The highs and lows of teaching seniors

The plight of teaching seniors those rare Heritage students who sometimes give up and stop caring about maintaining competitive grades and high SAT scores is not often envied. However, the teachers who commit to this daunting task are people, too, and they may share a hatred of Mondays or elation at the end of the school year with the senior class. Here are some of the best and worst days of every school year for a few senior teachers.

Best Days

“I really like the day… before the holiday break. Everybody is in a good mood, and you get presents so that would be my favorite.”   – English teacher Ms. Melissa Santiago

“My favorite day of the year is when you guys come in for AP review and my honors come in and you get to eat the pizza. [Environment students plant a garden at the beginning of the year and use the herbs and vegetables they grow as pizza toppings]. ”   – AP Environmental teacher Osmel Rodriguez.

“AP exam day would be my favorite. I stay there after school, and when you walk out I see your expressions and people are always so appreciative. It’s my favorite day. People come out of there, and they’re not traumatized. They’re like ‘Oh wow, that was actually really easy.’ Kids come out every year doing a lot better than they think.”  – AP Statistics teacher Mr. Isaac Sofy

“Not for the reasons you think, but the senior carnival. With prom you share that with underclassmen. Gradbash you share with other schools. The senior carnival is just your day. It’s just you. Some of you have been here longer than four years and so to have a day that celebrates you and your time with us at this school, that’s the reason why. To see everybody enjoying themselves – that’s my favorite day.”  Economics teacher Mr. Harry Torres

 

Worst Days

“Ironically, I would say the same day [senior carnival]. There are teachers that will say, ‘I don’t know how you do it – I can’t teach seniors. I’d be miserable,’ but I love seniors. That’s why I’m a senior teacher. I wouldn’t want to teach any other grade. I wouldn’t even want juniors. I love seniors, and when you guys leave, I feel sad. I feel like a stranger in my own school. I walk around, and I don’t know anybody. Everyone’s an underclassman.”  Economics teacher Mr. Harry Torres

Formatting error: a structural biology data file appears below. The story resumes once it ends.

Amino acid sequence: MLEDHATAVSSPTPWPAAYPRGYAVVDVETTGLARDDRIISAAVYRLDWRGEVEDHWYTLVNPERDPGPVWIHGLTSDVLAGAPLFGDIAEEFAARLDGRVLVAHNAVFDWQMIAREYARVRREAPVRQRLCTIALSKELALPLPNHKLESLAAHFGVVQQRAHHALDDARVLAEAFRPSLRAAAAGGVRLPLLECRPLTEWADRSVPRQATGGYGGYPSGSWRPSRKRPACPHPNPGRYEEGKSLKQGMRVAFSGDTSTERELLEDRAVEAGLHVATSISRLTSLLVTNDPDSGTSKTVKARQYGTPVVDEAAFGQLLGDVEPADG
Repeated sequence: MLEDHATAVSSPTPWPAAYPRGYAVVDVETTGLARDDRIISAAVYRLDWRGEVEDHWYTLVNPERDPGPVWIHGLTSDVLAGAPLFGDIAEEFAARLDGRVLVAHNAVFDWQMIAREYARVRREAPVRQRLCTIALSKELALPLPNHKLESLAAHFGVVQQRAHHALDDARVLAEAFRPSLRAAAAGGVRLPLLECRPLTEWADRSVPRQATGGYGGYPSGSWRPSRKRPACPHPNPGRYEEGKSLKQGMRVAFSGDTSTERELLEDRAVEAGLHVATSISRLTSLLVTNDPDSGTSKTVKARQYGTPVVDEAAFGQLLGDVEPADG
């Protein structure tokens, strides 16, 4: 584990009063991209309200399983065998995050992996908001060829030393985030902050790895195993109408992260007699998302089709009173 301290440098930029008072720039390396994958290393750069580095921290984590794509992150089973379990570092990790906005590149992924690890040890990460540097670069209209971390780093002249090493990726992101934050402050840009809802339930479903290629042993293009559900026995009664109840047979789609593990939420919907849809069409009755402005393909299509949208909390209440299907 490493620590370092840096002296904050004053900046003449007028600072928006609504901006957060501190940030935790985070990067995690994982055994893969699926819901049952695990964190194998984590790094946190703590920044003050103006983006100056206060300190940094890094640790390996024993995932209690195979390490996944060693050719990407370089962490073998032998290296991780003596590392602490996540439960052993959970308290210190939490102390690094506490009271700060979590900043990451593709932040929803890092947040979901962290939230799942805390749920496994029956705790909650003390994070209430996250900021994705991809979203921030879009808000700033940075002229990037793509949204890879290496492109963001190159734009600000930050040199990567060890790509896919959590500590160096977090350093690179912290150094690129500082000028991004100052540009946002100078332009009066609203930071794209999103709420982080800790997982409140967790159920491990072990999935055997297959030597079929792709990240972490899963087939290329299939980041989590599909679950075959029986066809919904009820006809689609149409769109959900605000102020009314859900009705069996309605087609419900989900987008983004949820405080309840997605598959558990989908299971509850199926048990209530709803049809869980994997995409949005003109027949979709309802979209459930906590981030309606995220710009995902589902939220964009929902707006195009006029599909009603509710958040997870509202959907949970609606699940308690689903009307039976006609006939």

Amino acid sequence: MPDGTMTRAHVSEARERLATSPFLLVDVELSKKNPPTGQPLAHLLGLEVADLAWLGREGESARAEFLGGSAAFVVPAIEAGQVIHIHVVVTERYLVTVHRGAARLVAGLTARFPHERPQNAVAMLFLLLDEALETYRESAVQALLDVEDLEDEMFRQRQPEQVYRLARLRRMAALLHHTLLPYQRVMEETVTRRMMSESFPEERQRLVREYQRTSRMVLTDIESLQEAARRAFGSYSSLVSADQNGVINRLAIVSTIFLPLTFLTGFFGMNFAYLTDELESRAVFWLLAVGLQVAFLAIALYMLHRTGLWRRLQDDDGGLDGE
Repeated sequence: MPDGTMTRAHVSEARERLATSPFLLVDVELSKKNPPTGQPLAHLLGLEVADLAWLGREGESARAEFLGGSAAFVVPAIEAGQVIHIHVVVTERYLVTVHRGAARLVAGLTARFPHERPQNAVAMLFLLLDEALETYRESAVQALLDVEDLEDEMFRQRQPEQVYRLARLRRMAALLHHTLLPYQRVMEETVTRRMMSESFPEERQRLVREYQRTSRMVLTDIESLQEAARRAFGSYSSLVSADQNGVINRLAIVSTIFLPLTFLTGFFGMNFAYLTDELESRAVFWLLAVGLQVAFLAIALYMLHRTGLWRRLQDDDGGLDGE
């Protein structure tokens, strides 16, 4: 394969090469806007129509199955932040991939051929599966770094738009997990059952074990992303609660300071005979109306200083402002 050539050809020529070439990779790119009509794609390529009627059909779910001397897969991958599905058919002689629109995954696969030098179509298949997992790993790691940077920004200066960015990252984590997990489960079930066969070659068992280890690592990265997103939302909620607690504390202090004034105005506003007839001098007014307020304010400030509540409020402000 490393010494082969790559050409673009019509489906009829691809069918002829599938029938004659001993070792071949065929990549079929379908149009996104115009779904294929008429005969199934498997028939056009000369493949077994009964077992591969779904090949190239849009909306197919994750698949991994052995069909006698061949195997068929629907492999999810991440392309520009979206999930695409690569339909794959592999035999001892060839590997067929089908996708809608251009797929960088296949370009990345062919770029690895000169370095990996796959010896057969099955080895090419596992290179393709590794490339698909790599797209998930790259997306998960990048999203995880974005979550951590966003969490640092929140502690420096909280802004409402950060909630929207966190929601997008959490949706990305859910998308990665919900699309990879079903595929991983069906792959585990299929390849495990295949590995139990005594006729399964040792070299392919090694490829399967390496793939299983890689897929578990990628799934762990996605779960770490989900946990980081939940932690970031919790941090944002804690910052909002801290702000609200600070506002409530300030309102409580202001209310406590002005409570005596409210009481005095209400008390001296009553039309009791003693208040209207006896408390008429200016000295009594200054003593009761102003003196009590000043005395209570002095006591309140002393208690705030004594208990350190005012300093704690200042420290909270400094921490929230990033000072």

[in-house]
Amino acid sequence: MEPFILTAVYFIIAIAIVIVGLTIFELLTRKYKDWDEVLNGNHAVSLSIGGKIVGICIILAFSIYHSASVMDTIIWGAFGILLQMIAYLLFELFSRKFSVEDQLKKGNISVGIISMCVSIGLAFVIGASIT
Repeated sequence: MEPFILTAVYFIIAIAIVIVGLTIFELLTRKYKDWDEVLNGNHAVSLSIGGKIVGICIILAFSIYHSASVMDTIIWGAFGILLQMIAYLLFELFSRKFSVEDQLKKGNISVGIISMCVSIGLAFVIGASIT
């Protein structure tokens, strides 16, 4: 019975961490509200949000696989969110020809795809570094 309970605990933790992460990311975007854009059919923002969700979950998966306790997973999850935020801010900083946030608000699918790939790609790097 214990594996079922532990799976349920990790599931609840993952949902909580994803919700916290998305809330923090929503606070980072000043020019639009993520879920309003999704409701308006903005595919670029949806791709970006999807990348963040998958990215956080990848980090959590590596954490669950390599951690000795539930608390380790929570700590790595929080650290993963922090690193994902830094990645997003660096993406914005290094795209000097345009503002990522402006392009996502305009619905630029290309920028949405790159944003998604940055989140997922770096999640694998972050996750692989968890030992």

“I’m going to say it’s the the first day. Not because I don’t love coming to work, but because I don’t sleep. I get so nervous, and I have the same nightmare every day before the first day of school. It’s that class has started and I realize that I didn’t print my syllabus to give to everyone. Nowadays you would just throw it up on the portal, but every summer right before the start of the school year I have that nightmare that I’m not prepared. Kids are coming in, and I go to grab [the syllabus] and I realize that I didn’t print copies. I have nothing to hand them and that’s all you do the first day.

“It’s really just a reflection of anxiety. I’m so nervous about ‘Are the kids going to like me? Am I going to have good kids? Am I going to have crazy kids?’ It’s my own anxiety and fear that makes it difficult.” – AP English Literature teacher Ms. Melissa Santiago

“It has to be the Friday before the PSAT. That day, no one is here. Those who are here are stressed beyond belief. The seniors that are here are kind of checked out because they’re like ‘Don’t care, done that. Been there. That’s your problem, not mine.’ The non-merit kids are equally as stressed. The energy that day is kind of weird. Everyone is either stressed or they don’t care.”   – AP Environmental teacher Osmel Rodriguez.

“The last day of school for seniors – senior carnival. Because although it’s fun to watch you guys, it’s also sad to see you leave. I won’t see you after that.” – AP Statistics teacher Mr. Isaac Sofy

 

Clearly, as difficult as motivating and taming the senior class might be, our teachers seem to think it’s worth it. Seniors, remember the next time you are having a bad day that your teachers have them, too, but at the end of the day they take pride in knowing and educating you. In the words of Mr. Torres, “There’s a silence when everyone is gone. It’s a sad silence.”

American Heritage Alumni
This article was written by an alumna of American Heritage School.

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